3.) Eastern pine flatwoods

20210928_071541.jpg

Conlan 1.png

Conlan 2.png

Brevard County, Fl

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For next post, I will reference a map with size of ficus trees.  Please note that different species of Ficus have different cold tolerances, so I'll be referencing Ficus aurea, Ficus microcarpa and Ficus elastica for I think they roughly have the same cold tolerances. 

Red line for saplings (first picture)

Purple line for small trees (pictures two through five)

Brown line for large trees (pictures six though eight)

20210927_185750.jpg

20210927_182944_HDR.jpg

20210927_185428.jpg

20210927_185850_HDR.jpg

20210928_075110.jpg

20210928_075122.jpg

20210928_075020.jpg

20210928_075034_HDR.jpg

20210928_075910_HDR.jpg

Edited by Jimbean
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Brevard County, Fl

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There's more details to go into, but I have to do other things today.  I'll be glad to answer any other questions about Brevard.  I'll do a rough one for the Indian River, St. Lucie, and Martin counties later

Brevard County, Fl

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On 9/27/2021 at 7:24 AM, RedRabbit said:

That would be useful! Do you agree with using those palms/trees as barometers for the area?

Coming back for a little bit...

Another good indicator, at least for here are Dypsis lutescens.  They are planted all over the place and their size says something about winter temps

 

The first picture is what I would call medium size, the the second tall.

 

Even though technically it is a zone 10 palm, it is practically a warm 9B palm.  The red line shows where they get to be mature size like in the first photo, and the brown line shows where they get to be 25+ feet tall (in old neighborhoods). 

20210928_081127_HDR.jpg

20210927_182519.jpg

Dypsis lutescens.png

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Brevard County, Fl

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9 hours ago, Jimbean said:

There's more details to go into, but I have to do other things today.  I'll be glad to answer any other questions about Brevard.  I'll do a rough one for the Indian River, St. Lucie, and Martin counties later

Thank you for sharing all of your documentation of Brevard and the surrounding area.  That took a lot of time and effort that you didn't have to put forth.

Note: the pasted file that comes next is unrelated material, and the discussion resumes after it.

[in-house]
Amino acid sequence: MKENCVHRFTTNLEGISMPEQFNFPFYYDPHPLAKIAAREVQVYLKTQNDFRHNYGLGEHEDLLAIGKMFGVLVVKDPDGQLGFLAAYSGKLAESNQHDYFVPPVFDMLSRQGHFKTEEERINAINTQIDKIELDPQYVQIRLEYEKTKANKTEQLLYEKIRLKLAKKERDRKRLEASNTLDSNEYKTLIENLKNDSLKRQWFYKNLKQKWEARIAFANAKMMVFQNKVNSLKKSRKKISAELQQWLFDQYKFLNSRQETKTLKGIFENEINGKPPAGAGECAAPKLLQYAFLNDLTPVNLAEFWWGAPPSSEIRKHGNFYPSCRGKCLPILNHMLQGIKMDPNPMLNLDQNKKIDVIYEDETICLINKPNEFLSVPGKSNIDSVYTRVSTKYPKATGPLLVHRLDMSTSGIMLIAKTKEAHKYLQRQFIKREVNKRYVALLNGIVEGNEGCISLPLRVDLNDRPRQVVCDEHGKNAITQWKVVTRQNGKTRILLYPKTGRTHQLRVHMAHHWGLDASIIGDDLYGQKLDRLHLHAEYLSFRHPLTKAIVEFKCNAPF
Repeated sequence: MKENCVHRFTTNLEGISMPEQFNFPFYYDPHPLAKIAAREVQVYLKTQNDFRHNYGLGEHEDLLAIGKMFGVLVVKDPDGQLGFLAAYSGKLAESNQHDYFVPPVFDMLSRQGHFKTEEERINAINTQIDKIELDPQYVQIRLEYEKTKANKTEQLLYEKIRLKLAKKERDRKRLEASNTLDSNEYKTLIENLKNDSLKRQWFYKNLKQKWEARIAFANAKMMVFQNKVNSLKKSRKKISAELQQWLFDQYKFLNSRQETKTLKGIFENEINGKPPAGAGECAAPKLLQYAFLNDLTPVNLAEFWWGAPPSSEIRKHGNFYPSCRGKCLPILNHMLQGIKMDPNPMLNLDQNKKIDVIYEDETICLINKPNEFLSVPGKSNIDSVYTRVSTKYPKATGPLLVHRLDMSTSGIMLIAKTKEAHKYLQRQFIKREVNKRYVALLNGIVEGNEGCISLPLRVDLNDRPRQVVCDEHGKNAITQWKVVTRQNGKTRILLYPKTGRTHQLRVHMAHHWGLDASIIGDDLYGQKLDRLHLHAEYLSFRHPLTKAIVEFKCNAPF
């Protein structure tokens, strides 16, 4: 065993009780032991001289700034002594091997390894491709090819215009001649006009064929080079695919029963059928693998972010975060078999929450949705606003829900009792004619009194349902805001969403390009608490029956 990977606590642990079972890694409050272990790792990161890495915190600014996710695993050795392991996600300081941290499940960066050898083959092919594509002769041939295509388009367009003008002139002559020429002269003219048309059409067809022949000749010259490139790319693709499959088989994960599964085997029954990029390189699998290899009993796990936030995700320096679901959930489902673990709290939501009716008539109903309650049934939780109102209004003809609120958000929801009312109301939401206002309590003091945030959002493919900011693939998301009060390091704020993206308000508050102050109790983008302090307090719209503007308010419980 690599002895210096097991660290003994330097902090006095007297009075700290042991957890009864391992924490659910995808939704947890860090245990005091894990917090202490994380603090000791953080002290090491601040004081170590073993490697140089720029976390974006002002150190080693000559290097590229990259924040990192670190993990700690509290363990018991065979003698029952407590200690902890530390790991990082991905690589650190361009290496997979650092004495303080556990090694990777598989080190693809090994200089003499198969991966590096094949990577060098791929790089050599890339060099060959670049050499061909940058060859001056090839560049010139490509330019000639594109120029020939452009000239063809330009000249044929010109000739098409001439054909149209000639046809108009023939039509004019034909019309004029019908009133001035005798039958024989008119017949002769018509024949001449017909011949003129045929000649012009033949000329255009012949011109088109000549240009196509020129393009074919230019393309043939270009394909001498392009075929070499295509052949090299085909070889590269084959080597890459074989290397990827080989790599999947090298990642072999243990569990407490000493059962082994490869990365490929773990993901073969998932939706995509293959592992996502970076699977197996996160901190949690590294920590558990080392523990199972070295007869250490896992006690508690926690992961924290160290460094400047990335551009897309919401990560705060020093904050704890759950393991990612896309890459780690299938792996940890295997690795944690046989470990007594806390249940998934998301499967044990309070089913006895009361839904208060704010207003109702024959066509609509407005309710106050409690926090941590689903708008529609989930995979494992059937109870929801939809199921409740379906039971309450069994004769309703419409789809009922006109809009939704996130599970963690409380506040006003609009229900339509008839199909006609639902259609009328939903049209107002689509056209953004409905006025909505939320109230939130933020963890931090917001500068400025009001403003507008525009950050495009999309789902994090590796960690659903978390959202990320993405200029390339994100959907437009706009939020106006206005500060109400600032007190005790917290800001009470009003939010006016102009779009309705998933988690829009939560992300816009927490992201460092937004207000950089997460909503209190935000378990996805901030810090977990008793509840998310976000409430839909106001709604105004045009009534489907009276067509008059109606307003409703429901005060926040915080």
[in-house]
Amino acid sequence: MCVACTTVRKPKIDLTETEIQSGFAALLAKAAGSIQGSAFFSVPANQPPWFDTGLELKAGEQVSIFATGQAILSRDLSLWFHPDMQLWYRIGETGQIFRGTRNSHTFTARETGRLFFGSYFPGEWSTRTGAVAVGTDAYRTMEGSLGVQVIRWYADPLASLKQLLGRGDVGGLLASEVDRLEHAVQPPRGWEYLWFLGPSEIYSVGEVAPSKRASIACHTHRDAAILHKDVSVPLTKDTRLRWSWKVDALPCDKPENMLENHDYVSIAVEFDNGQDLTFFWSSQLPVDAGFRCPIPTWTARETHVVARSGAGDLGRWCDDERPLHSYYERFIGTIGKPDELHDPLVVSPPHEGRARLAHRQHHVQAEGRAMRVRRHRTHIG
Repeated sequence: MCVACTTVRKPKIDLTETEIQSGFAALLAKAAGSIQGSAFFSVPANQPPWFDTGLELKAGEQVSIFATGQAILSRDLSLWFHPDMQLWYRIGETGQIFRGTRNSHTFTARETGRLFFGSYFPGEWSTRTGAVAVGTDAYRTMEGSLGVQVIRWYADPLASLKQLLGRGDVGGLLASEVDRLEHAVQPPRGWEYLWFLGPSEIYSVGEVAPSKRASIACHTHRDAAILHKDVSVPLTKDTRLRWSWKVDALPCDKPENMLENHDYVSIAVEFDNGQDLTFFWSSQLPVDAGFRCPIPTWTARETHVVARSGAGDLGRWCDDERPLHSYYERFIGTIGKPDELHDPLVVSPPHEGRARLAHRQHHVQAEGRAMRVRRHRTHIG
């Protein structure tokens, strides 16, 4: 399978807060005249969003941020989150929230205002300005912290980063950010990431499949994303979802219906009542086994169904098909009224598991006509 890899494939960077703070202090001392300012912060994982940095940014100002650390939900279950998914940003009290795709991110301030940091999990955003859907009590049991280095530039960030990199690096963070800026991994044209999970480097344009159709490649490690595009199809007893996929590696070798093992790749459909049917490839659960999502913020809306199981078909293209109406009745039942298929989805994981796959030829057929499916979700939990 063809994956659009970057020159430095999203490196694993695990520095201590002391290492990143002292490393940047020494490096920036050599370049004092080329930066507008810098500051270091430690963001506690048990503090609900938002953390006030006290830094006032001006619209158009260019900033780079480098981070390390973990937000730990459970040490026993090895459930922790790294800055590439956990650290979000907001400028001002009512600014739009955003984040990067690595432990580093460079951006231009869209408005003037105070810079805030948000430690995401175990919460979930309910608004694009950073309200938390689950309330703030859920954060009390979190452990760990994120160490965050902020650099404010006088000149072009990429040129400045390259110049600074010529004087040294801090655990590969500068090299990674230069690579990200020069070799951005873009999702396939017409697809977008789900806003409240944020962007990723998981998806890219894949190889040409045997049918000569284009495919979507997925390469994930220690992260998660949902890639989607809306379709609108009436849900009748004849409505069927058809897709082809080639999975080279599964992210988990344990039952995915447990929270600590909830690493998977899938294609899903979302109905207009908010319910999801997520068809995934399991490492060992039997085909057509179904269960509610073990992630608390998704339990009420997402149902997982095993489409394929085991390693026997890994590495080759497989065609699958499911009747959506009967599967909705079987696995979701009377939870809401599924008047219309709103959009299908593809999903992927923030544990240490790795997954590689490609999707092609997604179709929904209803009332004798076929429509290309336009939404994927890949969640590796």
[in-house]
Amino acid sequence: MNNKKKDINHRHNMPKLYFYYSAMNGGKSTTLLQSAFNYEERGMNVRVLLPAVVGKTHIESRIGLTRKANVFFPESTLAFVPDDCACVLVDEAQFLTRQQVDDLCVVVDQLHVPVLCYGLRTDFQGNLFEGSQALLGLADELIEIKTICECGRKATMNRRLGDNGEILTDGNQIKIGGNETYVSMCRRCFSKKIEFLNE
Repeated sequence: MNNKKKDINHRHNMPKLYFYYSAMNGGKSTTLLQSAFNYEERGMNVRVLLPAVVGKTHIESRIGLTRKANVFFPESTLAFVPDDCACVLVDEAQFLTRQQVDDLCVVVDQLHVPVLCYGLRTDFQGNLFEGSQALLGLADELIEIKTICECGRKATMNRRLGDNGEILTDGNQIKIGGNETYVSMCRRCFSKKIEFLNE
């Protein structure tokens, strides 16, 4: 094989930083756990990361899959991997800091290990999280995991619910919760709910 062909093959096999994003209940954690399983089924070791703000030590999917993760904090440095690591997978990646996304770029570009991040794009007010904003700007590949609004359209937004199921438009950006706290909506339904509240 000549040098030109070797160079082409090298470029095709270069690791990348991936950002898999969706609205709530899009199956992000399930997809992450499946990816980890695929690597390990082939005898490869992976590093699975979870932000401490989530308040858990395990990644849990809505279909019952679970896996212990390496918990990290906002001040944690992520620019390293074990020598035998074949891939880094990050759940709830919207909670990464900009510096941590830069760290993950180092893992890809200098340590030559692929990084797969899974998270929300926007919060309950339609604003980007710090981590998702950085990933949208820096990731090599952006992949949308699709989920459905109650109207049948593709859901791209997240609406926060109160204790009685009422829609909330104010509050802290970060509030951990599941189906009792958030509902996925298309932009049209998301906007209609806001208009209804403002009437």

Lakeland, FL

USDA Zone 1990: 9a  2012: 9b  2023: 10a | Sunset Zone: 26 | Record Low: 20F/-6.67C (Jan. 1985, Dec.1962) | Record Low USDA Zone: 9a

30-Year Avg. Low: 30F | 30-year Min: 24F

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11 hours ago, Jimbean said:

There's more details to go into, but I have to do other things today.  I'll be glad to answer any other questions about Brevard.  I'll do a rough one for the Indian River, St. Lucie, and Martin counties later

Thanks, wow, there’s a lot to digest here. It’s interesting to see tropicals going up the Indian River towards Titusville, I didn’t think they’d make it that far.

I’ll look at your posts in more detail when I get some time. I’m not familiar with all the species you posted; they might be something I can look out for the west coast too.

Edited by RedRabbit

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I'll add a little more

There were at least three mature royals here, but were fenced off.  They were obviously planted, however I noticed a bunch of volunteers that I wanted to take pictures of.  In areas were there are mature royals around enough shade and moisture you'll see volunteers, which is not surprising.  The interesting idea here is that if given enough time without a 1989 event, royals will eventually naturalize in Brevard.

 

20210927_183240_HDR.jpg

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Brevard County, Fl

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I shot this video at the location you see circled.  The neighborhood was built in the mid 90's I believe.  This is typical of what people will plant in South and Central Brevard and coastal areas/Merritt Island

Neighborhood.png

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Brevard County, Fl

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On 10/5/2021 at 10:34 AM, Jimbean said:

I shot this video at the location you see circled.  The neighborhood was built in the mid 90's I believe.  This is typical of what people will plant in South and Central Brevard and coastal areas/Merritt Island

Nice work on the pictures and videos.  Excellent documentation.

For documentation of the more favorable inland climates here in Polk, I'll just use the posts on the Remarkable Palms of Tampa Bay thread. 

In this regard, the area meets one of @RedRabbit's four metrics (to my knowledge):

pre-2010 royals, pre-2010 coconuts, pre-1980s royals, and pre-1980s coconuts.

I have not seen any coconuts that survived 2010 here.  The palms I thought had a shot were in the Edgewater Beach area (not the city, the neighborhood here in Lakeland).  They were starting to trunk at the time.  They either didn't make it due to the freeze or were cut down because they looked awful.  I'm not aware of anymore that were older and large enough to have a shot of survival.  There are currently some trunking coconuts just south of this area on Main St.

202108292100_Edgewater_LakeParker.jpg

We do, however, have  pre-2010 Adonidia merrillii and Hyophorbe lagenicaulis if that means anything.

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Lakeland, FL

USDA Zone 1990: 9a  2012: 9b  2023: 10a | Sunset Zone: 26 | Record Low: 20F/-6.67C (Jan. 1985, Dec.1962) | Record Low USDA Zone: 9a

30-Year Avg. Low: 30F | 30-year Min: 24F